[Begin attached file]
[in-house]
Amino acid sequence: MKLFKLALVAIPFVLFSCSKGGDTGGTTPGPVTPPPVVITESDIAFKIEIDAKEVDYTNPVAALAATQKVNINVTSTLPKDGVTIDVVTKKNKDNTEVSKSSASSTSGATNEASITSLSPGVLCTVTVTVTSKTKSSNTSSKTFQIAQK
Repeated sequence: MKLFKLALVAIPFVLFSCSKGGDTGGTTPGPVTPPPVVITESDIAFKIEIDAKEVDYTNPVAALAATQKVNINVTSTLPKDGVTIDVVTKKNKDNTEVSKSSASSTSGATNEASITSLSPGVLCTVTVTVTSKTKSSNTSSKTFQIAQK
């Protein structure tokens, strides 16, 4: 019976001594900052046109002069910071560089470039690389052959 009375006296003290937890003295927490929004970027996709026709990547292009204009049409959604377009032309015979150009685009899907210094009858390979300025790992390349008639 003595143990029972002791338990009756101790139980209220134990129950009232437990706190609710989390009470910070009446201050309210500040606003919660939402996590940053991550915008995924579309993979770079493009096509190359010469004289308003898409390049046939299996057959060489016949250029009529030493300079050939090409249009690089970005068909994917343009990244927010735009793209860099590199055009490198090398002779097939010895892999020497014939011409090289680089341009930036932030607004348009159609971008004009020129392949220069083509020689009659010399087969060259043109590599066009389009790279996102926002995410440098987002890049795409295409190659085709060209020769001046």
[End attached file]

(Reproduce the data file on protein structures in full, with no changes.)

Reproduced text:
[in-house]
Amino acid sequence: MKLFKLALVAIPFVLFSCSKGGDTGGTTPGPVTPPPVVITESDIAFKIEIDAKEVDYTNPVAALAATQKVNINVTSTLPKDGVTIDVVTKKNKDNTEVSKSSASSTSGATNEASITSLSPGVLCTVTVTVTSKTKSSNTSSKTFQIAQK
Repeated sequence: MKLFKLALVAIPFVLFSCSKGGDTGGTTPGPVTPPPVVITESDIAFKIEIDAKEVDYTNPVAALAATQKVNINVTSTLPKDGVTIDVVTKKNKDNTEVSKSSASSTSGATNEASITSLSPGVLCTVTVTVTSKTKSSNTSSKTFQIAQK
């Protein structure tokens, strides 16, 4: 019976001594900052046109002069910071560089470039690389052959 009375006296003290937890003295927490929004970027996709026709990547292009204009049409959604377009032309015979150009685009899907210094009858390979300025790992390349008639 003595143990029972002791338990009756101790139980209220134990129950009232437990706190609710989390009470910070009446201050309210500040606003919660939402996590940053991550915008995924579309993979770079493009096509190359010469004289308003898409390049046939299996057959060489016949250029009529030493300079050939090409249009690089970005068909994917343009990244927010735009793209860099590199055009490198090398002779097939010895892999020497014939011409090289680089341009930036932030607004348009159609971008004009020129392949220069083509020689009659010399087969060259043109590599066009389009790279996102926002995410440098987002890049795409295409190659085709060209020769001046």